Thursday, 23d September

I took Fingal down to the parlour in the morning, and tried a test proposed by Mr Roderick M'Leod, son to Ulinish. Mr M'Queen had said he had some of the poem in the original. I desired him to mention any passage in the printed book, of which he could repeat the original. He pointed out one in page 50 of the quarto edition, and read the Erse, while Mr Roderick M'Leod and I looked on the English; and Mr M'Leod said, that it was pretty like what Mr M'Queen had recited. But when Mr M'Queen read a description of Cuchullin's sword in Erse, together with a translation of it in English verse, by Sir James Foulis, Mr M'Leod said, that was much more like than Mr M'Pherson's translation of the former passage. Mr M'Queen then repeated in Erse a description of one of the horses in Cuchillin's car. Mr M'Leod said, Mr M'Pherson's English was nothing like it.

When Dr Johnson came down, I told him that I had now obtained some evidence concerning Fingal; for that Mr M'Queen had repeated a passage in the original Erse, which Mr M'Pherson's translation was pretty like; and reminded him that he himself had once said, he did not require Mr M'Pherson's Ossian to be more like the original than Pope's Homer. JOHNSON. 'Well, sir, this is just what I always maintained. He has found names, and stories, and phrases, nay passages in old songs, and with them has blended his own compositions, and so made what he gives to the world as the translation of an ancient poem.' If this was the case, I observed, it was wrong to publish it as a poem in six books. JOHNSON. 'Yes, sir; and to ascribe it to a time too when the Highlanders knew nothing of BOOKS, and nothing of SIX; or perhaps were got the length of counting six. We have been told, by Condamine, of a nation that could count no more than four. This should be told to Monboddo; it would help him. There is as much charity in helping a man down-hill, as in helping him up-hill.' BOSWELL. 'I don't think there is as much charity.' JOHNSON. 'Yes, sir, if his TENDENCY be downwards. Till he is at the bottom, he flounders; get him once there, and he is quiet. Swift tells, that Stella had a trick, which she learned from Addison, of encouraging a man in absurdity, instead of endeavouring to extricate him.'

Mr M'Queen's answers to the inquiries concerning Ossian were so unsatisfactory, that I could not help observing, that, were he examined in a court of justice, he would find himself under a necessity of being more explicit. JOHNSON. 'Sir, he has told Blair a little too much, which is published; and he sticks to it. He is so much at the head of things here, that he has never been accustomed to be closely examined; and so he goes on quite smoothly.' BOSWELL. 'He has never had any body to work him.' JOHNSON. 'No, sir; and a man is seldom disposed to work himself; though he ought to work himself, to be sure.' Mr M'Queen made no reply. [Footnote: I think it but justice to say, that I believe Dr Johnson meant to ascribe Mr M'Queen's conduct to inaccuracy and enthusiasm, and did not mean any severe imputation against him.]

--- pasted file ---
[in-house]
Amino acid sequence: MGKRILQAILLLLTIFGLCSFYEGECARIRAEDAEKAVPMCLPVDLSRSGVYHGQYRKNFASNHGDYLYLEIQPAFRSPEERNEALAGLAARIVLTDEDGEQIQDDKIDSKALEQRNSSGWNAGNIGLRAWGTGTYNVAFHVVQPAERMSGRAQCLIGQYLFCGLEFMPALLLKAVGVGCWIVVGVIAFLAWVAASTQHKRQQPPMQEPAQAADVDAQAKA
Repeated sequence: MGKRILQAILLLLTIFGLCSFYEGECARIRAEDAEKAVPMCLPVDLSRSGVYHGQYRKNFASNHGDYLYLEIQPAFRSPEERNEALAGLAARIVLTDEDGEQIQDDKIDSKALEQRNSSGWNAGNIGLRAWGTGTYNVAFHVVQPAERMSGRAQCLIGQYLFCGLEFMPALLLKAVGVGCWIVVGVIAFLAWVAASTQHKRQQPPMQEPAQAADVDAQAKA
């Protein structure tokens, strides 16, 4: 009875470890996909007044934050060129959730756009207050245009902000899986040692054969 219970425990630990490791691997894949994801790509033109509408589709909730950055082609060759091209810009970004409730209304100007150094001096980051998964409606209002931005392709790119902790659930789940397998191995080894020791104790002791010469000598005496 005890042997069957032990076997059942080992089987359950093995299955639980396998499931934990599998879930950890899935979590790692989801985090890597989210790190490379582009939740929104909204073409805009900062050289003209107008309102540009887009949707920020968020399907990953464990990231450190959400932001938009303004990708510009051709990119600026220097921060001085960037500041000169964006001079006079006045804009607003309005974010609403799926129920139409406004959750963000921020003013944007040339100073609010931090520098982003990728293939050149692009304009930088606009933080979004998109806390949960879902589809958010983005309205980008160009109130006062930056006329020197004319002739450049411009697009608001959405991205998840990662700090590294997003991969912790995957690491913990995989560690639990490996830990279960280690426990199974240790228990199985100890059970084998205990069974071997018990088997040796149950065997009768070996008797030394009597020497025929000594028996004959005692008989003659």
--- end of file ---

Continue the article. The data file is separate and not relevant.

Having talked of the strictness with which witnesses are examined in courts of justice, Dr Johnson told us, that Garrick, though accustomed to face multitudes, when produced as a witness in Westminster Hall, was so disconcerted by a new mode of publick appearance, that he could not understand what was asked. It was a cause where an actor claimed a free benefit; that is to say, a benefit without paying the expence of the house; but the meaning of the term was disputed. Garrick was asked, 'Sir, have you a free benefit?' 'Yes.' 'Upon what terms have you it?' 'Upon...the terms...of ...a FREE BENEFIT.' He was dismissed as one from whom no information could be obtained. Dr Johnson is often too hard on our friend Mr Garrick. When I asked him, why he did not mention him in the Preface to his Shakspeare, he said, 'Garrick has been liberally paid for any thing he has done for Shakspeare. If I should praise him, I should much more praise the nation who paid him. He has not made Shakspeare better known; [Footnote: It has been triumphantly asked, 'Had not the plays of Shakspeare lain dormant for many years before the appearance of Mr Garrick? Did he not exhibit the most excellent of them frequently for thirty years together, and render them extremely popular by his own inimitable performance?' He undoubtedly did. But Dr Johnson's assertion has been misunderstood. Knowing as well as the objectors what has been just stated, he must necessarily have meant, that 'Mr Garrick did not as A CRITICK make Shakspeare better known; he did not ILLUSTRATE any one PASSAGE in any of his plays by acuteness of disquisition, sagacity of conjecture:' and what had been done with any degree of excellence in THAT way was the proper and immediate subject of his preface. I may add in support of this explanation the following anecdote, related to me by one of the ablest commentators on Shakspeare, who knew much of Dr Johnson: 'Now I have quitted the theatre,' cries Garrick, 'I will sit down and read Shakspeare.' ''Tis time you should,' exclaimed Johnson, 'for I much doubt if you ever examined one of his plays from the first scene to the last.'] he cannot illustrate Shakspeare: So I have reasons enough against mentioning him, were reasons necessary. There should be reasons FOR it.' I spoke of Mrs Montague's very high praises of Garrick. JOHNSON. 'Sir, it is fit she should say so much, and I should say nothing. Reynolds is fond of her book, and I wonder at it; for neither I, nor Beauclerk, nor Mrs Thrale, could get through it.' [Footnote: No man has less inclination to controversy than I have, particularly with a lady. But as I have claimed, and am conscious of being entitled to, credit, for the strictest fidelity, my respect for the publick obliges me to take notice of an insinuation which tends to impeach it.